Changes to wholesalers’ buy-side and sell-side distribution pricing models also disadvantage lower list prices for brand-name drugs. Wholesalers earn much higher distribution service fees from smaller manufacturers than from larger ones. In recent years, wholesalers have increased the fees charged to smaller manufacturers relative to larger manufacturers. (See Section 4.2. of our Economic Report on Pharmaceutical Wholesalers and Specialty Distributors.) Wholesalers have simultaneously reduced smaller pharmacies’ sell-side discounts, which has increased cost of goods for specialty drugs purchased by smaller pharmacies.

Consequently, some smaller manufacturers have begun to bypass the traditional wholesale channel and sell directly to the pharmacies in their specialty networks. Smaller pharmacies often welcome these direct relationships. Consider Coherus BioSciences’ recently-announced direct relationship with specialty pharmacy Superior Biologics for the purchase of Yusimry.

We’ve been waiting a long time for the Humira biosimilar market to rise. Now that it’s finally here, let’s see if PBMs and payers can refrain from the rebates that are leavening the gross-to-net bubble.


Here’s a simple mathematical example of how a rebate wall can make a lower-priced product unattractive to a PBM and a payer.

Consider a drug with a $7,000 list price for which the manufacturer and a PBM negotiate a 40% rebate. The net cost to the PBM (ignoring any intermediary fees) would be $4,200 [= $7,000 * (1-40%)].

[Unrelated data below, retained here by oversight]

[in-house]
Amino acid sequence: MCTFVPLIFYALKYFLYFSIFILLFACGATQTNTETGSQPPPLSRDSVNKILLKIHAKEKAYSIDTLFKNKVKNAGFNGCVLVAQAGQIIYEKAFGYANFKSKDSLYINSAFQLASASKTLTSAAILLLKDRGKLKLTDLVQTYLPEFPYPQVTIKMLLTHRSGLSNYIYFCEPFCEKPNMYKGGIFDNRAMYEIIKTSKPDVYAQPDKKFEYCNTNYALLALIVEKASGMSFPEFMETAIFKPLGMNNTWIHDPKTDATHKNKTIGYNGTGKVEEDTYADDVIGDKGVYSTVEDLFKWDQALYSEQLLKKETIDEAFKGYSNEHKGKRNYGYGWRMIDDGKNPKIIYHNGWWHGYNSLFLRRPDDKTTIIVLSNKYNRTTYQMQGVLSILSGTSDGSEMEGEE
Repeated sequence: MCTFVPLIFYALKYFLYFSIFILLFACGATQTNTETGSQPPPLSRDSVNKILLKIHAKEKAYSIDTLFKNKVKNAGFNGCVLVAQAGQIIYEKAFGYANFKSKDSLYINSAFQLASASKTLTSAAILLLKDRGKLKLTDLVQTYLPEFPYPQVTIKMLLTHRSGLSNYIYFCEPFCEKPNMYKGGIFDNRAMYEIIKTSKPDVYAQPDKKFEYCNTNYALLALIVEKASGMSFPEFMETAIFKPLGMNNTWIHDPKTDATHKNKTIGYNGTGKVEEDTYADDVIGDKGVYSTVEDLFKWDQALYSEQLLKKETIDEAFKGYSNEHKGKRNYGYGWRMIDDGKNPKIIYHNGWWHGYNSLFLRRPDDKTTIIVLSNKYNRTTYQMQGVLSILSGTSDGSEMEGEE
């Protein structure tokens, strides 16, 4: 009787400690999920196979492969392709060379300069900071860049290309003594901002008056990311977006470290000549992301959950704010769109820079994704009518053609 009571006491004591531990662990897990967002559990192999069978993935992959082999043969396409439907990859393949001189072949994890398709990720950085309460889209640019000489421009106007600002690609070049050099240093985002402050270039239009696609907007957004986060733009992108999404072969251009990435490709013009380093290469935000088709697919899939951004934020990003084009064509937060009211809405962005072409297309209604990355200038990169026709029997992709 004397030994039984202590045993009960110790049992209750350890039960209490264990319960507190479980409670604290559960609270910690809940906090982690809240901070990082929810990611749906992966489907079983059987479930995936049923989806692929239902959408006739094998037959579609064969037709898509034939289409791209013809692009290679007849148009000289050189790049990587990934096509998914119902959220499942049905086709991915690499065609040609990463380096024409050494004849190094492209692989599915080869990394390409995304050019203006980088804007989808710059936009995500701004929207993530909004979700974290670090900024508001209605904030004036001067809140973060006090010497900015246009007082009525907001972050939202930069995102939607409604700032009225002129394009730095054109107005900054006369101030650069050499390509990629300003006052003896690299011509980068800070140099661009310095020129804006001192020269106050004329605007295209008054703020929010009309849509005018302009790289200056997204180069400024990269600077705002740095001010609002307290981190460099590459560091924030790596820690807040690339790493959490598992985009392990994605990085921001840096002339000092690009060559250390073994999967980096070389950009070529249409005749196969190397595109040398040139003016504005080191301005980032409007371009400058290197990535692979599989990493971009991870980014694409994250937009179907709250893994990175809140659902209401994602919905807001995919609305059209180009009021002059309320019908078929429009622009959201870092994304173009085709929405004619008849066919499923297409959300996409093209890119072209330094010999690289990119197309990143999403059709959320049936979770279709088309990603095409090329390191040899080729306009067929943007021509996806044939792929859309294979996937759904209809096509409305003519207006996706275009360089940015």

If a rival product gains formulary access and generates sufficient prescription volume, the manufacturer of the dominant-share product could have negotiated to reduce or eliminate rebates—and perhaps even claw back previously-paid rebates. For this example, let’s assume that the manufacturer has negotiated a lower rebate of 35% once a rival product gets placed on a comparable formulary tier.

A rival product subsequently launches with $6,800 list price and a 50% rebate, i.e., a net price of $3,400 [= $6,800 * (1-50%)]. Since the new product’s net price is cheaper, the PBM should select it, right?

Not so fast. In this example, the original product’s net price rises to $4,550 [= $7,000 * (1-35%)] once the rival product gets formulary placement. Until the rival product gains at least 30% of the prescription volume, the weighted average net price for this two-product category would be higher than it would be if all prescriptions remained with the dominant product.

What if the rival product decided to give its product away, i.e., provide a 100% rebate? In this example, the payer’s average net cost for the category would still be higher—until the free product had a whopping 8% of the market share!

CORRECTION: An earlier version of this article misstated the Amjevita (low WAC) list price discount vs. Humira. In addition, the WAC list price of adalimumab-fkjp is $995, not $1,038.